On a chilly Saturday in January, Raleigh police arrested a 45-year-old homeless man on Old Wake Forest Road, charging him with begging from the intersection as he held a sign that read “Anything Helps, God Bless You.”
Herman Smith later that day faced a magistrate, who set his bail at $500. Smith couldn’t pay. So he sat behind bars in the Wake County jail until Monday, when he spoke to a District Court judge.
In a striped uniform, Smith appeared through a video feed from the jail, about half his face showing on the courtroom monitor. “I have a job, sir,” he told the judge. “Is there any way I can waive my right to counsel and plead guilty today?”
He could not. Smith spent three more days in jail before pleading guilty and walking out with a fresh misdemeanor on his record.
By N.C. Attorney General Josh Stein’s estimate, jailing Smith for five days before his trial cost taxpayers $350. Nationally, keeping defendants behind bars in advance of their judgment costs taxpayers $14 billion, and Stein cites studies showing $3 billion of that is spent on low-level, nonviolent offenders such as Smith.
Momentum is building across North Carolina and nationwide to scale back or even end the use of cash bail, which grants pretrial freedom based on the ability to pay. Under the type of bail reform Stein and other judicial officials now advocate, misdemeanor offenders on Smith’s level might get a summons to appear in court or supervised release before trial, sparing taxpayers the expense of housing them.
In Wake County, it costs $70 per day to house an inmate in jail, compared to $2.20 per day to supervise someone through a pretrial release program — a savings of $67.80, according to statistics Stein’s office compiled. In Durham County, where District Attorney Satana Deberry has made bail reform a priority, the savings run more than $90 a person.
To scale back cash bail, many advocates say, would not only save North Carolina the cost of an expanding jail population but emphasize that anyone charged with a crime is considered innocent until proven guilty. “Liberty is the norm,” wrote U.S. Supreme Court Justice William Rehnquist in 1987, “and detention prior to trial ... is the carefully limited exception.”
|County||Cost per day to jail one defendant before trial||Cost per day for supervised release before trial||Savings|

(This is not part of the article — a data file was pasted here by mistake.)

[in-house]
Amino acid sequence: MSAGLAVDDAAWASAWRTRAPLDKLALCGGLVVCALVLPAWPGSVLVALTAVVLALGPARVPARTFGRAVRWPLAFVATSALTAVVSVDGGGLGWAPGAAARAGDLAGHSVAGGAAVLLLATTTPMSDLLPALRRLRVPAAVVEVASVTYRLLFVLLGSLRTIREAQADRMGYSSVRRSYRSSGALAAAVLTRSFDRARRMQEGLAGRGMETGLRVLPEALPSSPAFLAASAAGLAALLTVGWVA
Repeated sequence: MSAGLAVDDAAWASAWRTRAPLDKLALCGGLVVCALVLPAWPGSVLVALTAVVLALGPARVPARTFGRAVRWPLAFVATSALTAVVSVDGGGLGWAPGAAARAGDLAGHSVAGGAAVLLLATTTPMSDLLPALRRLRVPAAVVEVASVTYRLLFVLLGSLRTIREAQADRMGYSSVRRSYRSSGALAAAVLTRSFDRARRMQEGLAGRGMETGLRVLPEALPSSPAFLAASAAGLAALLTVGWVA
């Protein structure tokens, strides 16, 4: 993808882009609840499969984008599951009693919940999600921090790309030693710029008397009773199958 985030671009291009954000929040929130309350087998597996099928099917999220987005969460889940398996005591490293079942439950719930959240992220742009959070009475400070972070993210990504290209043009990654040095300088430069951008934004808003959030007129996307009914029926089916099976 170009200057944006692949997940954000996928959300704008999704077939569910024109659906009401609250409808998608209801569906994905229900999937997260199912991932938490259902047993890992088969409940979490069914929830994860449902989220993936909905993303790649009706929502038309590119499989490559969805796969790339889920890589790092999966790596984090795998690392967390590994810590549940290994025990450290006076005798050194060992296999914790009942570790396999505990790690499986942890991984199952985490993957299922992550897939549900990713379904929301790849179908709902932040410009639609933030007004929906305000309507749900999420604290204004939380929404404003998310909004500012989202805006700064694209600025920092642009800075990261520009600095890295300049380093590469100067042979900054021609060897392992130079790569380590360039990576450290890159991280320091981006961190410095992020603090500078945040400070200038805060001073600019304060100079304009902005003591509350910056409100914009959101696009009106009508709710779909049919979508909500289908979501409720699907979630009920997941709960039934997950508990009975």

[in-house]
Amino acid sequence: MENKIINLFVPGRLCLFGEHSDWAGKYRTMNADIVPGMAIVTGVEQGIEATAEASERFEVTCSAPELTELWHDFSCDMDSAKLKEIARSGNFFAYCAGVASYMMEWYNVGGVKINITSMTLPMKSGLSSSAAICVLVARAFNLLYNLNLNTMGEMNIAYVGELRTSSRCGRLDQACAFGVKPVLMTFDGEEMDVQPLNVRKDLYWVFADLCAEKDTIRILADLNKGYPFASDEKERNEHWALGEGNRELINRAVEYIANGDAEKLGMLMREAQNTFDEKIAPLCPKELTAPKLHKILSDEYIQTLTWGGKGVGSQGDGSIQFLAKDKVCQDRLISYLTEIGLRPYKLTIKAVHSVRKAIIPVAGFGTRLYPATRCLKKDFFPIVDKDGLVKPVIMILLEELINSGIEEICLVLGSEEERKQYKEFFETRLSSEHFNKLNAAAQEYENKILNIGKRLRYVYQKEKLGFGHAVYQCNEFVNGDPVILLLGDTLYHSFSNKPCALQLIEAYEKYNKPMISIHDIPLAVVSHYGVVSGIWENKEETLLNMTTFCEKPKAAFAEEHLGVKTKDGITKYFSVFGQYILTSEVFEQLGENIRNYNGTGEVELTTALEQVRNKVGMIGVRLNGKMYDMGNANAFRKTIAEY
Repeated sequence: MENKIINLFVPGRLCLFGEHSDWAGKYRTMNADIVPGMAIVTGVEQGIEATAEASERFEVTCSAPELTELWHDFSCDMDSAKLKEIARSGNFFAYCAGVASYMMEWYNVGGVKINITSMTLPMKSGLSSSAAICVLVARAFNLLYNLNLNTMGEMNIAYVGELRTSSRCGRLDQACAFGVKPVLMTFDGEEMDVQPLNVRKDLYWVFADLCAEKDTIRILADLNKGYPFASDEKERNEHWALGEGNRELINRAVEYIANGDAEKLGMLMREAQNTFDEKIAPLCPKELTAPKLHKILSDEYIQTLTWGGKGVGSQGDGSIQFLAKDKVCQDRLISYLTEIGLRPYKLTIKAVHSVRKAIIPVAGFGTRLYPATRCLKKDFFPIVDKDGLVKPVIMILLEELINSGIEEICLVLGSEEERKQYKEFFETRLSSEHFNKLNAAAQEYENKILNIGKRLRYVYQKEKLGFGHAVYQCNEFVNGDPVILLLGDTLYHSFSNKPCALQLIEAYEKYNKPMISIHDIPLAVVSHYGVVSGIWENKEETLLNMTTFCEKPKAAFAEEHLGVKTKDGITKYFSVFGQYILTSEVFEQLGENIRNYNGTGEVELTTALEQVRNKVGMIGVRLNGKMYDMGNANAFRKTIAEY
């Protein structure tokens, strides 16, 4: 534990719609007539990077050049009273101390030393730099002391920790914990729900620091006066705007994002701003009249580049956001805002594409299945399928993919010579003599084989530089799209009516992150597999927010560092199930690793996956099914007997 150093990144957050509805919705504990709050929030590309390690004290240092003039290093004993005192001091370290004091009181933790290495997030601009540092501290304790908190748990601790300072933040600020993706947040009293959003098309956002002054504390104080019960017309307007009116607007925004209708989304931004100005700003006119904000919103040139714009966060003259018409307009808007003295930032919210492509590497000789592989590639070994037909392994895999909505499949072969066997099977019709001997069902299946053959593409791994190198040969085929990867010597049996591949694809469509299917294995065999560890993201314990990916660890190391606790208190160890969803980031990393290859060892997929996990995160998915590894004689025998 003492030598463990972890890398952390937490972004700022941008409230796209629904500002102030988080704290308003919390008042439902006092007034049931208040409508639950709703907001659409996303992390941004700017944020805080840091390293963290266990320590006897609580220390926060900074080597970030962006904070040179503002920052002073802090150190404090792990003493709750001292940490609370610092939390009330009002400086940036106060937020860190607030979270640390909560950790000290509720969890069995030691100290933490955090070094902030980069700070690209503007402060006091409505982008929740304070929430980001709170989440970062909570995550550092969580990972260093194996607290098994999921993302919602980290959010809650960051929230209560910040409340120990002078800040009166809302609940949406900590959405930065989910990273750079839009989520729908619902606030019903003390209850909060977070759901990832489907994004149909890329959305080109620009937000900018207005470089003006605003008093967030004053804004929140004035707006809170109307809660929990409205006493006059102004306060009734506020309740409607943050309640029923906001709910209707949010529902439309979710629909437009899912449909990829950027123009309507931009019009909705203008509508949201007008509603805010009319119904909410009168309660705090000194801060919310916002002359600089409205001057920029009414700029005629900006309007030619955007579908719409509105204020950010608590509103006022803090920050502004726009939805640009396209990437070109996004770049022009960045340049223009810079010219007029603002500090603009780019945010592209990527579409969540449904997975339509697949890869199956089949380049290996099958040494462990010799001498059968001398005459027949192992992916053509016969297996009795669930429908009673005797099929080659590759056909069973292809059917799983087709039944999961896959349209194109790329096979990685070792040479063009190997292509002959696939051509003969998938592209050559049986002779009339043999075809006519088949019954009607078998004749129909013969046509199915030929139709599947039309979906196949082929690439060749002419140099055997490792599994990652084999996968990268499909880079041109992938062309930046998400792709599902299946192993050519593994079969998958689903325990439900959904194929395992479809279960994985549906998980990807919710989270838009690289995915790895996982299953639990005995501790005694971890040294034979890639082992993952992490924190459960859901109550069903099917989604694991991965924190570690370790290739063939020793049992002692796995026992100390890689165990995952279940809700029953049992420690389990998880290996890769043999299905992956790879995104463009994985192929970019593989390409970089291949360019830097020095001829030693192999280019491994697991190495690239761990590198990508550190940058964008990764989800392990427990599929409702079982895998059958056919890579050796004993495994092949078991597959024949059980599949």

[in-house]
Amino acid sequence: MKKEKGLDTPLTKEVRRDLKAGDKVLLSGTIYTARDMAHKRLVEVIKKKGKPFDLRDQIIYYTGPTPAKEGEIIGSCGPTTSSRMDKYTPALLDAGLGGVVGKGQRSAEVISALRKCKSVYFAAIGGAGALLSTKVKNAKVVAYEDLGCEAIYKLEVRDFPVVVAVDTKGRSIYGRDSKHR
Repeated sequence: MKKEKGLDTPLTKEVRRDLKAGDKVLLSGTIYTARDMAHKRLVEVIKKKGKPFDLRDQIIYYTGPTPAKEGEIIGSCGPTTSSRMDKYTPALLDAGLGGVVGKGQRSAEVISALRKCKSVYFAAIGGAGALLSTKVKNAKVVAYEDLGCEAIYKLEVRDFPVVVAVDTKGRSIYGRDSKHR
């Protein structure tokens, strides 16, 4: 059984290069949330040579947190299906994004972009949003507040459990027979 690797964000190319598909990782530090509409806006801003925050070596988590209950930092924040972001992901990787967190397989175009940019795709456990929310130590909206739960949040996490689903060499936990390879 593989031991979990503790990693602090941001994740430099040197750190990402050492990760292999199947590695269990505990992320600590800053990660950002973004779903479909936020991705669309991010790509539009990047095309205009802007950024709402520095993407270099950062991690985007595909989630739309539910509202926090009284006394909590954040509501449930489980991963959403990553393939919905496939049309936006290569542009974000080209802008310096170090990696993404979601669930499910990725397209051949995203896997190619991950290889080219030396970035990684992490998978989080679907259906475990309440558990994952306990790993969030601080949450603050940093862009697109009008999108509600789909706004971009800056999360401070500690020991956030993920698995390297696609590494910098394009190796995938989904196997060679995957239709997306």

|Orange||$110||$1.56 or $5.50 with GPS||~$100|
Source: N.C. Attorney General
The law in North Carolina says judges and magistrates must confine people before their trials only if they pose a danger, threaten to flee or might destroy evidence. Yet statewide, 67 percent of people arrested for misdemeanors in 2017 got a secured bond from a judge or magistrate — meaning they had to pay, put up collateral or hire a bail bondsman to go free before their trials.
Judicial officials in Wake County held 10,894 offenders on secured bonds for misdemeanors in 2017 — 85 percent of the people they faced. Even assuming they spent only one night in jail, those low-level offenders cost taxpayers $762,580 to house.
In January, Stein held a roundtable discussion at Wake Tech Community College in Raleigh, drawing roughly 100 judges, magistrates and district attorneys statewide. There, Stein questioned why cash bail has become the norm in a state with the opposite goal on its law books.
“Are we detaining people because of the risk they pose, or because of the size of their bank account?” he asked.
Sitting in jail
Many people facing high-dollar bail amounts stand accused of violent felonies. Many others, such as Smith, have long criminal records, though in Smith’s case the charges almost always involve panhandling.
Other defendants bring a history of skipping out on court, a group that also includes Smith. But as a homeless man, he lacks both an address for court reminders and transportation to the courtroom — an on-the-edge lifestyle that advocates say keeps many from their court dates.
But plenty stay in jail before their trials on relatively minor charges: trespassing, shoving matches, having small amounts of marijuana or panhandling.
In Durham, Andrea “Muffin” Hudson served months of jail time in 2013 before pleading guilty, even though she believed herself innocent of her charges of exploiting an elderly person. As a mother, the prospect of waiting behind bars was the worst option.
“I know what it feels like to sit on that bed and say, ‘If I only had $1,000, I could be home right now,” said Hudson, now an advocate for bail reform with several Durham nonprofits, including Participatory Defense. “The longer you sit there, the more likely you are to return because you’ve lost so much sitting there.”
At the conference, Stein referenced a Kentucky study that showed low-risk people jailed for two to three days before trial were 40 percent more likely to commit new crimes than those held less than a day. Those jailed eight to 14 days were 51 percent more likely.
No middle ground?
Massive bail reform is already happening elsewhere across the country.